I am seeing many post they are waiting on an accepted offer prior to actually seeing the property first hand. How can this be beneficial other than beating another investor to the punch if you will? I have looked at 2 places in particular that would have been disastrous had I purchased prior to seeing them, as the pictures only show the best parts of the homes. Do you make really low ball offers & pray for the best? I am also not understanding how you can back out of a deal after it's accepted & find these type issues. Are you offering earnest moneys with these offers? Can someone please elaborate on this as well?
Offer is contingent in inspection within 7 days of acceptance of buyer's offer. Simple. It's all about the numbers.
@Kimberly N. , i do the same... rather than to waste time looking at each property, make an offer with inspection contingency and go look at the house only after they accept or counter the offer.
I personally wouldn't make an offer on property I haven't went to look at first. As you said, there has been some pretty disastrous homes before, and the seller isn't going to put that in their listing. I know in Wholesaling it's easy to make offers on property you haven't physically went to see yet because chances are the entire place is going to need a rehab, so you're supposed to make an offer you almost feel embarrassed about.
About backing out of an offer after it already has been accepted can be means for a lawsuit. Bare with me here because I am not a lawyer, so what I am telling you is strictly from me doing research on RE Laws and others shared experiences. If you have a contract in place with a seller, you accept and then try to back out there's something called Specific performance. If you and the seller have a purchase agreement it's your duty to meet the specific requirements within the contract. HOWEVER - With that being said, if there is a contingency included in the purchase agreement, you inspect the home, and you are completely dissatisfied you do have the option to opt out of the purchase agreement. You should always use a EMD (Earnest Money Deposit) in your purchase agreement so that in cases like this where you make an offer, go inspect the home and it isn't to your liking then you can legally opt out of the contract and just lose out on your EMD. Which beats being sued for breach of contract if you ask me.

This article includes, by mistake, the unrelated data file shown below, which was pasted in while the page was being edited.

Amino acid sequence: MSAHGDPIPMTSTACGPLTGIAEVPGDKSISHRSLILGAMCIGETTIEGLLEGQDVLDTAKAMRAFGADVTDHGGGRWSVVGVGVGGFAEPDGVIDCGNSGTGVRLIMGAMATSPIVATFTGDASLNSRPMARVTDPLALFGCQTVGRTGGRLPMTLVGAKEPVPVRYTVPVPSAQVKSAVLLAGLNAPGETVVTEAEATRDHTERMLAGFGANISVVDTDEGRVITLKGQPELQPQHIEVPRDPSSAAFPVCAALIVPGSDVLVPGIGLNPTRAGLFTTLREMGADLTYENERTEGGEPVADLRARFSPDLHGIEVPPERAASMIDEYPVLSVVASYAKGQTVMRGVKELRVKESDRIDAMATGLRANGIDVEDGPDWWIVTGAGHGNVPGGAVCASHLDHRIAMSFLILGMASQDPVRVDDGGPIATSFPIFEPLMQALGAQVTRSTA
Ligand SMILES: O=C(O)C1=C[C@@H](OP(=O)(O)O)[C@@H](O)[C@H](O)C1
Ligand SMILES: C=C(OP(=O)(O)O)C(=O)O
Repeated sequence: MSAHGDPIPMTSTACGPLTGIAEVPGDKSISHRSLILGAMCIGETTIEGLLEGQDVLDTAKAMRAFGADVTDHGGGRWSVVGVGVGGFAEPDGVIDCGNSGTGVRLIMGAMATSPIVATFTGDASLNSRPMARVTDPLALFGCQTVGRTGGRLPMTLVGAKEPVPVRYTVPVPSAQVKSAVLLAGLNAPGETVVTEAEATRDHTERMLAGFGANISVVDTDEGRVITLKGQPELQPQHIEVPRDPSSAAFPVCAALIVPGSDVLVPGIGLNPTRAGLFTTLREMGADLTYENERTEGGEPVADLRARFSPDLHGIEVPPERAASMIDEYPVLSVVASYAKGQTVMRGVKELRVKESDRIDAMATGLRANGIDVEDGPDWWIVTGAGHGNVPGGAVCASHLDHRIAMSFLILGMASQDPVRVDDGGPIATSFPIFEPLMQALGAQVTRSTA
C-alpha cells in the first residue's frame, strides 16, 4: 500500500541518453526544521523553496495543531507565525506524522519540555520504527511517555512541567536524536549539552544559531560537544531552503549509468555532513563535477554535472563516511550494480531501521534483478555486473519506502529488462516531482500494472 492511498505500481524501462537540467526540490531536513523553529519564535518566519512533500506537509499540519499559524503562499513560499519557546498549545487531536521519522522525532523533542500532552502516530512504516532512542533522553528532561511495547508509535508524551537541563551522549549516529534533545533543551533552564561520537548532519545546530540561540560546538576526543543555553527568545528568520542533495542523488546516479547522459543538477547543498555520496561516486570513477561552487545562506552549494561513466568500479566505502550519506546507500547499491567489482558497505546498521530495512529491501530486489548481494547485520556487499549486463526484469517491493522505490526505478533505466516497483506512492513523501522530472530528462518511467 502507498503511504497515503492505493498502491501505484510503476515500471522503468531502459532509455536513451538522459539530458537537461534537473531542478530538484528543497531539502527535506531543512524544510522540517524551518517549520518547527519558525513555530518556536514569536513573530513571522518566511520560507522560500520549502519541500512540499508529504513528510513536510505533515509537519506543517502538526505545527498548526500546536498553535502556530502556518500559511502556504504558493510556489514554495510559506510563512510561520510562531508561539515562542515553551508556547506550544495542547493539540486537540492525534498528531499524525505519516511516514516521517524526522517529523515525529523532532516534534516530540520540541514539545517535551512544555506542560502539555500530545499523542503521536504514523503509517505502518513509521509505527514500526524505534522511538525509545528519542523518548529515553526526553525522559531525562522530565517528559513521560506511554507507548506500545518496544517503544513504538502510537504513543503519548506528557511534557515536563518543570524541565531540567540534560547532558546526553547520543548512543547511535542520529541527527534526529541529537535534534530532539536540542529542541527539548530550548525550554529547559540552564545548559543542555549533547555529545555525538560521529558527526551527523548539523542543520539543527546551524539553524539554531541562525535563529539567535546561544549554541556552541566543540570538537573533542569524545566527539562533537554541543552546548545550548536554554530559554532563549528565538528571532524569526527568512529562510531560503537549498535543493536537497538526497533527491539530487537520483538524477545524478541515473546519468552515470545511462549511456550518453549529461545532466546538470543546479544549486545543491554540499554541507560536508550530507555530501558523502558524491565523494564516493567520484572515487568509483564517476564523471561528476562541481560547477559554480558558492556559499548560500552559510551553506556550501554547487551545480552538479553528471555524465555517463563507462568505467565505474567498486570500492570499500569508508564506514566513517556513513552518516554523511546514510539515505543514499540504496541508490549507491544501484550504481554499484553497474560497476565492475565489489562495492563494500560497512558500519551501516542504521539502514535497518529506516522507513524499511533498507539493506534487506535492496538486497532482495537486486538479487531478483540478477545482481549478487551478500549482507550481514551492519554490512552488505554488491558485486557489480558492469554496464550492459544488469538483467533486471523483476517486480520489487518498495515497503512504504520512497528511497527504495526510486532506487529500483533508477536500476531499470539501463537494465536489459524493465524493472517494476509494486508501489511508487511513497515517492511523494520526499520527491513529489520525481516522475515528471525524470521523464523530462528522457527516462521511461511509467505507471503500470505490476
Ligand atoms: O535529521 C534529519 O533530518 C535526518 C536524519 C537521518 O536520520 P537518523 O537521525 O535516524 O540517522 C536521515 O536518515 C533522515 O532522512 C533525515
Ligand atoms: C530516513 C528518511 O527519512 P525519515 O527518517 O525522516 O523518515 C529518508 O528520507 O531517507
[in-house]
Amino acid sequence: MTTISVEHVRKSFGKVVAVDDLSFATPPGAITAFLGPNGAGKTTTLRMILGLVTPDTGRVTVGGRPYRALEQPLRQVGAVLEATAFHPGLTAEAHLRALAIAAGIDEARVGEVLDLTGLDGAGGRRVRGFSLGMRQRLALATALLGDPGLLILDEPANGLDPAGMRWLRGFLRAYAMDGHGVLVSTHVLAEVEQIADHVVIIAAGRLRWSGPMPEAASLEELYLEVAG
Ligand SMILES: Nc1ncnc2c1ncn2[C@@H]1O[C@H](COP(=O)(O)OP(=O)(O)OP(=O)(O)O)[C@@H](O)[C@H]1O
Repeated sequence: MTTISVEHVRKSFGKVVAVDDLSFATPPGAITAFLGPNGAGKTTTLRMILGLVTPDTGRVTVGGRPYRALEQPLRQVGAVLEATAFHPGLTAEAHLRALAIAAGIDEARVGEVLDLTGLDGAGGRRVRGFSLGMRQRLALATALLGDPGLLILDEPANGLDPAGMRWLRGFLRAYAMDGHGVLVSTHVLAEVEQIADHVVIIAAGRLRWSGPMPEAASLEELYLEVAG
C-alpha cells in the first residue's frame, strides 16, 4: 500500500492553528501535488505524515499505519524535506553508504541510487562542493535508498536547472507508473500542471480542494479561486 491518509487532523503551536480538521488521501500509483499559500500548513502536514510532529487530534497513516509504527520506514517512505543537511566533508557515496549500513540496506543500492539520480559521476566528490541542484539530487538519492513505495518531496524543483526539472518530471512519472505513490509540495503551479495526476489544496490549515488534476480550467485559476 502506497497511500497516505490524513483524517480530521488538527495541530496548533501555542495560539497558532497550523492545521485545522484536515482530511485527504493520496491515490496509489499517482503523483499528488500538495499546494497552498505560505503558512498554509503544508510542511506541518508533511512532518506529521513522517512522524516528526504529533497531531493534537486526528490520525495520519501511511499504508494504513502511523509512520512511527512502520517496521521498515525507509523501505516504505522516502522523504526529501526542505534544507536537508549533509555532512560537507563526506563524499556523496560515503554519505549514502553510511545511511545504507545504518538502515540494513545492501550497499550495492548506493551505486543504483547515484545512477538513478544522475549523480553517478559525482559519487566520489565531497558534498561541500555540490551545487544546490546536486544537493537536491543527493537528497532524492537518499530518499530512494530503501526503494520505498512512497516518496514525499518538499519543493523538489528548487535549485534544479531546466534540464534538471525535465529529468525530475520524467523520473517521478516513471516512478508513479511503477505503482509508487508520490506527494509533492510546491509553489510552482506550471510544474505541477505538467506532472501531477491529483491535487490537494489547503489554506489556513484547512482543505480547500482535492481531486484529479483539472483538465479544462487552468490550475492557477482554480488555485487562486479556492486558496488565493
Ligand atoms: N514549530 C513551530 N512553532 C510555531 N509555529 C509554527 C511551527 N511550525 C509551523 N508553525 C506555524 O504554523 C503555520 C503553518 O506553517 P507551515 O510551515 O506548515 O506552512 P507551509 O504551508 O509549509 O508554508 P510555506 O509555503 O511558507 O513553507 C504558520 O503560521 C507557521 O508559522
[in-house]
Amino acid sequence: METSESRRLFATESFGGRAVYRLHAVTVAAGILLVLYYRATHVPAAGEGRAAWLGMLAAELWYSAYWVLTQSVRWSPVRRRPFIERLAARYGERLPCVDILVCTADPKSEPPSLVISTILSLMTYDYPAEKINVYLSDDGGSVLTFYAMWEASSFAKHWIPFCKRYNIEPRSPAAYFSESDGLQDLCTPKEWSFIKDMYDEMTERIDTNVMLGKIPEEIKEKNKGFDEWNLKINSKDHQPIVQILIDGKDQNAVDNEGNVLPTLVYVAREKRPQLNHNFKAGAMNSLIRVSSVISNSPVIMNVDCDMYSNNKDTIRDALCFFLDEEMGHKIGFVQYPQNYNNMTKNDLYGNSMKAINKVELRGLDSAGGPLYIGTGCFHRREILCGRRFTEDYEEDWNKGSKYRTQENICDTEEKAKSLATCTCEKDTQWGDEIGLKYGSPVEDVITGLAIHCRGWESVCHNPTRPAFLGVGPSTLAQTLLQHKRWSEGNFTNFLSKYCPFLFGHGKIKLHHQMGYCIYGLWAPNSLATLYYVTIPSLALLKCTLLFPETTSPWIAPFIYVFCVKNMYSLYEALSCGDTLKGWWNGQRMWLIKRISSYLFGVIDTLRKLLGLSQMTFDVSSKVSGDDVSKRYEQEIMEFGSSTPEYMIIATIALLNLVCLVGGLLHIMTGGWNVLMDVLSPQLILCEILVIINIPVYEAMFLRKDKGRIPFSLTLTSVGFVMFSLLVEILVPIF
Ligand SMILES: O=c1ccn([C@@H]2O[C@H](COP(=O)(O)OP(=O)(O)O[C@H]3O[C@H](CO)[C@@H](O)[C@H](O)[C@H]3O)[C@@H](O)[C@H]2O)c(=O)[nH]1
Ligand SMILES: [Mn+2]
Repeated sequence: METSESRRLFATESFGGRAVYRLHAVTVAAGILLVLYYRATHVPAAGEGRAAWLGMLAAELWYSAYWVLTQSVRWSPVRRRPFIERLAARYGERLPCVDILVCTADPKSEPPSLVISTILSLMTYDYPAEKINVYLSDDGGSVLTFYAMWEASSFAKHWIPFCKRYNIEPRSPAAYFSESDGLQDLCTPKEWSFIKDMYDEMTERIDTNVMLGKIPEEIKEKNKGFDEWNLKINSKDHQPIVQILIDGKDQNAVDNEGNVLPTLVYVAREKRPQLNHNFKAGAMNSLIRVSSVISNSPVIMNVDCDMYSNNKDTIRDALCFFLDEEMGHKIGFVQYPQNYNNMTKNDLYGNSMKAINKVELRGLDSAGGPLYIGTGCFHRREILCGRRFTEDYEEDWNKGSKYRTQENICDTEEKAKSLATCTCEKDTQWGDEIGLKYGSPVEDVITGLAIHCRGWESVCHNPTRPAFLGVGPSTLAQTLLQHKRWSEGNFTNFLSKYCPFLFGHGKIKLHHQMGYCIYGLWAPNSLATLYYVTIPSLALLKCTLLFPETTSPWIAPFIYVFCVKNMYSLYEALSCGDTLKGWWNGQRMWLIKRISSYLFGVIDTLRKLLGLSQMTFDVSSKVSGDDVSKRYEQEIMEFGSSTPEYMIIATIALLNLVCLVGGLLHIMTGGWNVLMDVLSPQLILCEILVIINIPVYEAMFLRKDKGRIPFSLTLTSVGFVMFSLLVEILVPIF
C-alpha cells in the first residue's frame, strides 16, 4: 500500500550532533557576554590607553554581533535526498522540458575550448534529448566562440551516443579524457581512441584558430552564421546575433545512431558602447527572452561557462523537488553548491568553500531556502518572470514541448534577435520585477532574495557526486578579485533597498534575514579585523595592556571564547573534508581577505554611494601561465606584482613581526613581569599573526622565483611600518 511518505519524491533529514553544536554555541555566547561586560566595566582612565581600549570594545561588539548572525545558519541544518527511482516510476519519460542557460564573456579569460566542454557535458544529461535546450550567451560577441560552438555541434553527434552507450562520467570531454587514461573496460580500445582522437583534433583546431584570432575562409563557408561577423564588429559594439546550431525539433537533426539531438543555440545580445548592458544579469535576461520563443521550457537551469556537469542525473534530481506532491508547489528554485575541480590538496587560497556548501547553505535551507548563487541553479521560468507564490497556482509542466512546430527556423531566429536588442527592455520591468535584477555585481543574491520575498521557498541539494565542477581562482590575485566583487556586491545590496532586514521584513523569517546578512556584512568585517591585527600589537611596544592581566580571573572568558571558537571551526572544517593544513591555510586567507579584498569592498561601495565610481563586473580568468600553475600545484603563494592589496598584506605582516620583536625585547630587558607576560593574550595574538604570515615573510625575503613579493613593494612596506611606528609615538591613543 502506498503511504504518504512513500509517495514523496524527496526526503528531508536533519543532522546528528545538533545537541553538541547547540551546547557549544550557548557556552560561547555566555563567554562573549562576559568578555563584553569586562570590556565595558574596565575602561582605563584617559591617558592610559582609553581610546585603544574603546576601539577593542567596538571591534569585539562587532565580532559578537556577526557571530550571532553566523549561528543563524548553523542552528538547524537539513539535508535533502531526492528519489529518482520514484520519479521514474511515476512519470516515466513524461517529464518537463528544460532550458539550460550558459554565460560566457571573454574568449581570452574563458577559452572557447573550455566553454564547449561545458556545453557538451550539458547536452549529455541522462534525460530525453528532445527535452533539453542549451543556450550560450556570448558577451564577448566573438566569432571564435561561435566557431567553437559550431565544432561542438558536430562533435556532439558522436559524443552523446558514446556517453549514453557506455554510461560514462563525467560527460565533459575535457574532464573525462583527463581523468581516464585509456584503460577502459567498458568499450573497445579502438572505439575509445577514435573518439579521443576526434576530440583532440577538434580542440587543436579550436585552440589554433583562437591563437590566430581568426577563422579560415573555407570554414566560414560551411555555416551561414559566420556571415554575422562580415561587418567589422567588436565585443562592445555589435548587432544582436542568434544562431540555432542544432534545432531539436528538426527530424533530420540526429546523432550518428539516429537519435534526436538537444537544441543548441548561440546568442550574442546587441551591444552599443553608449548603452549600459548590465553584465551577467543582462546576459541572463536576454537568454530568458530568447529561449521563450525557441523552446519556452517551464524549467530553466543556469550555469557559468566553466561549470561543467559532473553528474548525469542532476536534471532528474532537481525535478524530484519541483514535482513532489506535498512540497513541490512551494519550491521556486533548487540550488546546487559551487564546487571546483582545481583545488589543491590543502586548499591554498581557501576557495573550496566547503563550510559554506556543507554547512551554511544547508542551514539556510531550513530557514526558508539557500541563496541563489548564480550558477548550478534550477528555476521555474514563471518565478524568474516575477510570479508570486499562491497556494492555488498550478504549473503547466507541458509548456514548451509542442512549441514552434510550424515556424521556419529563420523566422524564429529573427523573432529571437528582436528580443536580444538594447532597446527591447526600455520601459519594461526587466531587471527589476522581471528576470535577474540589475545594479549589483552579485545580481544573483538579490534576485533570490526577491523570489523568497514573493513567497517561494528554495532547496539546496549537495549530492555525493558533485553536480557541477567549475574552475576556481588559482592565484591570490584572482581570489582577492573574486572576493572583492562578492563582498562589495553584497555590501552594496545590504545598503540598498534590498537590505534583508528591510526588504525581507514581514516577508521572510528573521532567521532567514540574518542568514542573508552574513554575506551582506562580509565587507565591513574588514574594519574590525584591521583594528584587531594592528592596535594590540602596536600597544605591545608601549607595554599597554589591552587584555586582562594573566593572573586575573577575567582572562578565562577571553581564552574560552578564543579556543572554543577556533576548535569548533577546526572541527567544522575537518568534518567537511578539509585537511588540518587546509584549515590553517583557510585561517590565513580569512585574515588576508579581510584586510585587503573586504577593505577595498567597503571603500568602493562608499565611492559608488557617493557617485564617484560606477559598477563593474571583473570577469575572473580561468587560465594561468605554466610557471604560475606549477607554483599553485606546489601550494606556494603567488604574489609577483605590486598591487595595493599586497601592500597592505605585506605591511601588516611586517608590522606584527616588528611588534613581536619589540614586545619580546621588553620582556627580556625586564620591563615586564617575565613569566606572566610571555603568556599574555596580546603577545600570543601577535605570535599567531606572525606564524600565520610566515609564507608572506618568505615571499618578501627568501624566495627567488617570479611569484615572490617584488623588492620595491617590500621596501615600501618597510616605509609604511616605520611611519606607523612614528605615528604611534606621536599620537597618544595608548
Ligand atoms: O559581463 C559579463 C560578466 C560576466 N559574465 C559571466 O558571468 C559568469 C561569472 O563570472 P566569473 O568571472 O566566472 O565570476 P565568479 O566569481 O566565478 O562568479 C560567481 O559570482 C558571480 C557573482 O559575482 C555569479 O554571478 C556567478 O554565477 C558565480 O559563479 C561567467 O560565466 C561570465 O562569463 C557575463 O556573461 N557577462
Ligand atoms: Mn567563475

If you have any other questions, I'd be happy to answer them to the best of my knowledge!
Have a good day,
I think it's a very unethical practice but few will agree with me.
TY for all the info!
Google it on Earth, roads. Peek on the outside. Talk to neighbors. Make reasonable assumption you need to fix the interior.
This is what inspection, feasibility, and other clauses are for. And if they are worded correctly, you won't lose your Ernest money, because it is part of the contract.
For those saying it's unethical, I answer that it is also unethical for the seller to misrepresent a property that is in dire condition as being good to go. If your inspection reveals problems, and they cause the deal to not work, then don't do the deal and use your escape clause to get out.
I just closed on a property that the agent wouldn’t SHOW until getting an offer. I figured there’d be less competition from other lookers. My agent put in an option period clause for a nominal fee that allowed me to back out for any reason for 7 days and the offer was still subject to inspection. I never saw the house as i was traveling for business. My wife met the inspector at the property and walked it. I didn’t see till day before closing walk through.